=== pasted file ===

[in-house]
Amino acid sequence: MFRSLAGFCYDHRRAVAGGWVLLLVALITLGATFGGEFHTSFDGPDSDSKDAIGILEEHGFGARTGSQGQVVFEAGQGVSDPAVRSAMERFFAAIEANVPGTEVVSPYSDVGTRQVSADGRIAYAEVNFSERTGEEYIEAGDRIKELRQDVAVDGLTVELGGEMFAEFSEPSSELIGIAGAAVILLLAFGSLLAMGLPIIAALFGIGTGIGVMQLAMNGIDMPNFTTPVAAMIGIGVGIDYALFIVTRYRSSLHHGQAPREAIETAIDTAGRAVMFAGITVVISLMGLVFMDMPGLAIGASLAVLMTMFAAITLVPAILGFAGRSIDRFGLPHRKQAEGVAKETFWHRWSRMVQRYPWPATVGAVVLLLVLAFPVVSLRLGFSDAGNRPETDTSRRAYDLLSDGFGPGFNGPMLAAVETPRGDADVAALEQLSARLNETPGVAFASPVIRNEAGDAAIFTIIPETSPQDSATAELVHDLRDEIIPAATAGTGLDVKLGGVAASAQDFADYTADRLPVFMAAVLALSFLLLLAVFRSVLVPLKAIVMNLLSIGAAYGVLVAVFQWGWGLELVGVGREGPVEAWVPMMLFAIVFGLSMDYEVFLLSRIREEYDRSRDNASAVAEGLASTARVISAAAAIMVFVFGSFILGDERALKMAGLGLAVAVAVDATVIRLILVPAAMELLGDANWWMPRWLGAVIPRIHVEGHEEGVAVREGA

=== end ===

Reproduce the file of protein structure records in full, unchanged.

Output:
[in-house]
Amino acid sequence: MFRSLAGFCYDHRRAVAGGWVLLLVALITLGATFGGEFHTSFDGPDSDSKDAIGILEEHGFGARTGSQGQVVFEAGQGVSDPAVRSAMERFFAAIEANVPGTEVVSPYSDVGTRQVSADGRIAYAEVNFSERTGEEYIEAGDRIKELRQDVAVDGLTVELGGEMFAEFSEPSSELIGIAGAAVILLLAFGSLLAMGLPIIAALFGIGTGIGVMQLAMNGIDMPNFTTPVAAMIGIGVGIDYALFIVTRYRSSLHHGQAPREAIETAIDTAGRAVMFAGITVVISLMGLVFMDMPGLAIGASLAVLMTMFAAITLVPAILGFAGRSIDRFGLPHRKQAEGVAKETFWHRWSRMVQRYPWPATVGAVVLLLVLAFPVVSLRLGFSDAGNRPETDTSRRAYDLLSDGFGPGFNGPMLAAVETPRGDADVAALEQLSARLNETPGVAFASPVIRNEAGDAAIFTIIPETSPQDSATAELVHDLRDEIIPAATAGTGLDVKLGGVAASAQDFADYTADRLPVFMAAVLALSFLLLLAVFRSVLVPLKAIVMNLLSIGAAYGVLVAVFQWGWGLELVGVGREGPVEAWVPMMLFAIVFGLSMDYEVFLLSRIREEYDRSRDNASAVAEGLASTARVISAAAAIMVFVFGSFILGDERALKMAGLGLAVAVAVDATVIRLILVPAAMELLGDANWWMPRWLGAVIPRIHVEGHEEGVAVREGA